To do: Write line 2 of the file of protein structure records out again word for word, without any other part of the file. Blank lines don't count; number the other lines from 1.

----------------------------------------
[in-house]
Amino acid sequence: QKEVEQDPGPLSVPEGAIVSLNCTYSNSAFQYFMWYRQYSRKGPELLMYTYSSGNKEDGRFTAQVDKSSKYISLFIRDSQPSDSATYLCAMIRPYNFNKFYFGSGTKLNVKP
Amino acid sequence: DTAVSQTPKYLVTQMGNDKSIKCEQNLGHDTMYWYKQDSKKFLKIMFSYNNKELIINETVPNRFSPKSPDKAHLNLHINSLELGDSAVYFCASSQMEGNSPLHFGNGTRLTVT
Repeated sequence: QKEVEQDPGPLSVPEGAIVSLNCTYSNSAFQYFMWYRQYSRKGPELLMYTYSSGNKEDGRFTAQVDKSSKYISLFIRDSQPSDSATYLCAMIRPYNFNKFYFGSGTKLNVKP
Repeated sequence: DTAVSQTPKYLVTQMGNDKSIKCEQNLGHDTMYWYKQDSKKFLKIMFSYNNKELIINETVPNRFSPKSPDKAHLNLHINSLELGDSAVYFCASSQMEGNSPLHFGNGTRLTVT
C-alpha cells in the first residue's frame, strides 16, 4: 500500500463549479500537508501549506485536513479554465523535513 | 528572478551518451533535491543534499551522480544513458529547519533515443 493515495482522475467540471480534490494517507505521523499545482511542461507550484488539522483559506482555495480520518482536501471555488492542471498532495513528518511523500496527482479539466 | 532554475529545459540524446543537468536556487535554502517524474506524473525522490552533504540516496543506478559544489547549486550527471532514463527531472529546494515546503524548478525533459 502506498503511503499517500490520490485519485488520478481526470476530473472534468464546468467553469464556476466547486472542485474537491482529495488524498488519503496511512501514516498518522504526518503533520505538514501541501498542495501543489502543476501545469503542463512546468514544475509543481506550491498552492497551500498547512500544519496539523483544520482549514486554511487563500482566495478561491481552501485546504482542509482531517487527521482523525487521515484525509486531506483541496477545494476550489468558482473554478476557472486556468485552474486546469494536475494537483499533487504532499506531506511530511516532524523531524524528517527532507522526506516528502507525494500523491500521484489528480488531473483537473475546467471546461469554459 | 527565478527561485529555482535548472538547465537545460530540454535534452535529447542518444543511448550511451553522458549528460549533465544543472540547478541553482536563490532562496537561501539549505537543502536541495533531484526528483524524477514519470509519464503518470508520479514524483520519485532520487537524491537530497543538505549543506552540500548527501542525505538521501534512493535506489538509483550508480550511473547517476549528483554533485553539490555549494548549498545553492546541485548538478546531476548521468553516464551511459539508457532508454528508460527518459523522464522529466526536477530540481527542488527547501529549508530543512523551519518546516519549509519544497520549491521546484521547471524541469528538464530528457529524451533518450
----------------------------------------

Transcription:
Amino acid sequence: QKEVEQDPGPLSVPEGAIVSLNCTYSNSAFQYFMWYRQYSRKGPELLMYTYSSGNKEDGRFTAQVDKSSKYISLFIRDSQPSDSATYLCAMIRPYNFNKFYFGSGTKLNVKP